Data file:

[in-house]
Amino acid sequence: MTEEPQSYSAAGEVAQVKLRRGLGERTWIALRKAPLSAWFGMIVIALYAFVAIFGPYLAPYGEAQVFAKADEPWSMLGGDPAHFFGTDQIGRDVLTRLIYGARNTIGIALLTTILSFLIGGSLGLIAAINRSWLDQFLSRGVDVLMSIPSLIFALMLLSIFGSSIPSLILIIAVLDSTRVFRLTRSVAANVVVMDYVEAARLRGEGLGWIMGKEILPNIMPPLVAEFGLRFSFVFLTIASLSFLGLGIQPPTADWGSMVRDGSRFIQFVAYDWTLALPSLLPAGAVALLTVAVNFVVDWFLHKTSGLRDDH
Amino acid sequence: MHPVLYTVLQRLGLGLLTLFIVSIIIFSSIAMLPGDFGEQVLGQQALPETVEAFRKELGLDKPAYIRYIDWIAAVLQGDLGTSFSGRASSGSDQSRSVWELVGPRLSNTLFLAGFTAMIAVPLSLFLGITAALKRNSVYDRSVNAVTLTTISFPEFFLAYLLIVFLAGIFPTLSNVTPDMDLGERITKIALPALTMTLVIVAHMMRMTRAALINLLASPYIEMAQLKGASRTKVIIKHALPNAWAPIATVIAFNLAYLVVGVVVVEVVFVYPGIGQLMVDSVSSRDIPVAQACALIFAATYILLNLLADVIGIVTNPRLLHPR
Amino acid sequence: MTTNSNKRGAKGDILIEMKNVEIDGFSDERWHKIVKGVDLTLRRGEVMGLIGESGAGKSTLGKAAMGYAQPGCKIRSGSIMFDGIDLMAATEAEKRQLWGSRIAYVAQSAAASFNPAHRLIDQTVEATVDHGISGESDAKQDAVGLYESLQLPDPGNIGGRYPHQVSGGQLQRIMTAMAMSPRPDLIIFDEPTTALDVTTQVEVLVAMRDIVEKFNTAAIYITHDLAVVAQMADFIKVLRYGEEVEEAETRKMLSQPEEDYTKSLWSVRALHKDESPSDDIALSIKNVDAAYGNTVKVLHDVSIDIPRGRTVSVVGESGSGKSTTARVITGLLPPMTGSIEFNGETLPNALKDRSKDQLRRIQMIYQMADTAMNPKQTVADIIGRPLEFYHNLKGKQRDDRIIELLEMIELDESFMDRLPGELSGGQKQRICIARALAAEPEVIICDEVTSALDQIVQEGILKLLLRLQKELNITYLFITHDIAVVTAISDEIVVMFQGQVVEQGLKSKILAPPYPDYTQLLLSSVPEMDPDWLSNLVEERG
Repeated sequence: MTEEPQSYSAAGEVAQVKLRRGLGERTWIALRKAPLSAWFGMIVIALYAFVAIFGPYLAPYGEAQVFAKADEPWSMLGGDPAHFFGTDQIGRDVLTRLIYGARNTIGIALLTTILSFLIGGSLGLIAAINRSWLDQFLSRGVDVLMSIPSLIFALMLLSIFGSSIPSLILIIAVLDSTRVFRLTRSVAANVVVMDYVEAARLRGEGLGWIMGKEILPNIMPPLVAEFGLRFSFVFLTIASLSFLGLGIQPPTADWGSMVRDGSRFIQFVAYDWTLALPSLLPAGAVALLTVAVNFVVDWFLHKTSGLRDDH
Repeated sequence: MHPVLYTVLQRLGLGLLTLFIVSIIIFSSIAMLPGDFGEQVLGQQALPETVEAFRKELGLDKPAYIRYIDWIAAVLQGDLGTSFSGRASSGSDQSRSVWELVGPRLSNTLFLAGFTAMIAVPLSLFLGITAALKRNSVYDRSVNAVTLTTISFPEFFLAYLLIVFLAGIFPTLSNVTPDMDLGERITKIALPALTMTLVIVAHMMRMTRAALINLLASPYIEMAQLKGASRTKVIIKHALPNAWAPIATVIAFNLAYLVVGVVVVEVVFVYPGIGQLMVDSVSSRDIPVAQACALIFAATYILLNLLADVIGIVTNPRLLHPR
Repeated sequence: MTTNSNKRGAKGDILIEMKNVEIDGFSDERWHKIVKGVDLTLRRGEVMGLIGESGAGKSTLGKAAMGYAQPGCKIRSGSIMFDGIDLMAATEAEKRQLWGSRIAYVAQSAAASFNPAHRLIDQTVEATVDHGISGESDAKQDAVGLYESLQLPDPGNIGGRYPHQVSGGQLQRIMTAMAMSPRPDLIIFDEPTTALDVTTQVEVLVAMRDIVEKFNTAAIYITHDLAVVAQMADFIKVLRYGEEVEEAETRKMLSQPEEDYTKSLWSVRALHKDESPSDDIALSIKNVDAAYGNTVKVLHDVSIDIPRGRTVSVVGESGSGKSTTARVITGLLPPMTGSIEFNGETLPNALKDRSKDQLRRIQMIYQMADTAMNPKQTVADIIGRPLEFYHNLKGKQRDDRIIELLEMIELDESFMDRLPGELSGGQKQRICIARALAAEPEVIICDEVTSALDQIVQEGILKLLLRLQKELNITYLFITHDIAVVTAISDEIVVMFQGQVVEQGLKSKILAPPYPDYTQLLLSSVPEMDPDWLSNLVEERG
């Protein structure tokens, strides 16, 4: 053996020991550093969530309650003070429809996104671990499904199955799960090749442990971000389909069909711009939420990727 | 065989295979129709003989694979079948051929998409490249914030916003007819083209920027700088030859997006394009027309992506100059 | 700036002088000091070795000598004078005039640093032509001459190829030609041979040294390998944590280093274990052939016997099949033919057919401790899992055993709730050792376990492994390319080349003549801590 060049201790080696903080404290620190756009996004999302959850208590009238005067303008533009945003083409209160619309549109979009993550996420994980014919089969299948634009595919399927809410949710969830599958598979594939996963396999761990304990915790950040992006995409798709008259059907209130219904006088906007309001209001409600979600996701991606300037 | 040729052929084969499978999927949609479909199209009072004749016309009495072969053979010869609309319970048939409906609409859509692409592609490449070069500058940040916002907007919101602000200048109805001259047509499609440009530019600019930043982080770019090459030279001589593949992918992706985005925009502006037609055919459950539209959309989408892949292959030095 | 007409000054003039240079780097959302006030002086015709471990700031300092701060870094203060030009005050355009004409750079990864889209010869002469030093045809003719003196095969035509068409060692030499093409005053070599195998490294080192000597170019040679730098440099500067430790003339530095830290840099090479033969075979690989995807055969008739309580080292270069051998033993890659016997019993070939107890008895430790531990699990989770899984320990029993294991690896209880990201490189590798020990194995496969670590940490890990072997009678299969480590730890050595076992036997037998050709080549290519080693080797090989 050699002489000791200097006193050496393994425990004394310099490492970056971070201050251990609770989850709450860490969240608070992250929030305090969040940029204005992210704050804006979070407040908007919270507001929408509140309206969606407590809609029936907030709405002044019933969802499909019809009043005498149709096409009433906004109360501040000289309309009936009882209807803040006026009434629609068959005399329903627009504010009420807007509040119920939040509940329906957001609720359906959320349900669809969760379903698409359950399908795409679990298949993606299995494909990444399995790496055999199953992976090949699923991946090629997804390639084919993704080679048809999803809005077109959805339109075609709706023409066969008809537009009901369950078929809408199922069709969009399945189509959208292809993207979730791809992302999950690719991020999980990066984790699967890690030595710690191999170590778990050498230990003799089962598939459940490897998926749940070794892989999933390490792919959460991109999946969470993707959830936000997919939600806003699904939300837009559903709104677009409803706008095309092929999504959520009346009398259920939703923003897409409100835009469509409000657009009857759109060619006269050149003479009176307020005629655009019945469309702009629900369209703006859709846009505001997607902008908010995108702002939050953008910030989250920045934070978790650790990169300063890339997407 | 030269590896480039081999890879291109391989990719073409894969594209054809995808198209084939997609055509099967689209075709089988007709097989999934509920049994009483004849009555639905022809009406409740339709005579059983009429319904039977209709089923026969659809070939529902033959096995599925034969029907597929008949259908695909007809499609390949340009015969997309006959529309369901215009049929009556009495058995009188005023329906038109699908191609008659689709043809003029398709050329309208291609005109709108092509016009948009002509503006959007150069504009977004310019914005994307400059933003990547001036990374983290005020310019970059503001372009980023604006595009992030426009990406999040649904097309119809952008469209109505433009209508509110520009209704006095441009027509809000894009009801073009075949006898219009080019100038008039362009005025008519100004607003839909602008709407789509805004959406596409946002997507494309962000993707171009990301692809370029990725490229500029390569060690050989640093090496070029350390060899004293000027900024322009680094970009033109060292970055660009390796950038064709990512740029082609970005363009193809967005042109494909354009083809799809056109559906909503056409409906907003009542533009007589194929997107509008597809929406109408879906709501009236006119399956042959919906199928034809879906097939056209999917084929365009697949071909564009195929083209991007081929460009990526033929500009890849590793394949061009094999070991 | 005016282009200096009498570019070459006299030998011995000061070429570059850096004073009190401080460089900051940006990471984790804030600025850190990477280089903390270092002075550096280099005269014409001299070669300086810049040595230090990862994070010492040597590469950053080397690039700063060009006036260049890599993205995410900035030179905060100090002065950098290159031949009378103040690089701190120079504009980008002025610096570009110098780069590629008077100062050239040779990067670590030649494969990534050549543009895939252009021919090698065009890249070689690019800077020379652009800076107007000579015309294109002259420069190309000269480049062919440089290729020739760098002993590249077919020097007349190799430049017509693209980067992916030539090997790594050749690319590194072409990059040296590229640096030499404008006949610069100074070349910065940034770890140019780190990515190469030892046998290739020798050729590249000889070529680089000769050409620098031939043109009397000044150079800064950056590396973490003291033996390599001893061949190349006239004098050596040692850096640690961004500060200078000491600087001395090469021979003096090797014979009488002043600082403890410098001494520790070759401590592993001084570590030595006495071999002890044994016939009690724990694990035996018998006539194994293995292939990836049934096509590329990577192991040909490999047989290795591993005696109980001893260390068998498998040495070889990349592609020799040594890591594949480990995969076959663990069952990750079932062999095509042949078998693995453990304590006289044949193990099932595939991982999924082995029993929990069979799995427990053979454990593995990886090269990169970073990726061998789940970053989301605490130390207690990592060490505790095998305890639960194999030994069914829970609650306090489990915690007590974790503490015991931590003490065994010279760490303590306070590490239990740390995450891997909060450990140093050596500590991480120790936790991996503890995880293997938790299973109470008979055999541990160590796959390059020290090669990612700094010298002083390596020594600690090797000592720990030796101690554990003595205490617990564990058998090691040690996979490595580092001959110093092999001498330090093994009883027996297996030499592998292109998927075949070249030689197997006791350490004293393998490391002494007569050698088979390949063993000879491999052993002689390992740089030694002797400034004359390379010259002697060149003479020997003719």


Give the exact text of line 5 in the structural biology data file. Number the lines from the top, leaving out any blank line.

Repeated sequence: MTEEPQSYSAAGEVAQVKLRRGLGERTWIALRKAPLSAWFGMIVIALYAFVAIFGPYLAPYGEAQVFAKADEPWSMLGGDPAHFFGTDQIGRDVLTRLIYGARNTIGIALLTTILSFLIGGSLGLIAAINRSWLDQFLSRGVDVLMSIPSLIFALMLLSIFGSSIPSLILIIAVLDSTRVFRLTRSVAANVVVMDYVEAARLRGEGLGWIMGKEILPNIMPPLVAEFGLRFSFVFLTIASLSFLGLGIQPPTADWGSMVRDGSRFIQFVAYDWTLALPSLLPAGAVALLTVAVNFVVDWFLHKTSGLRDDH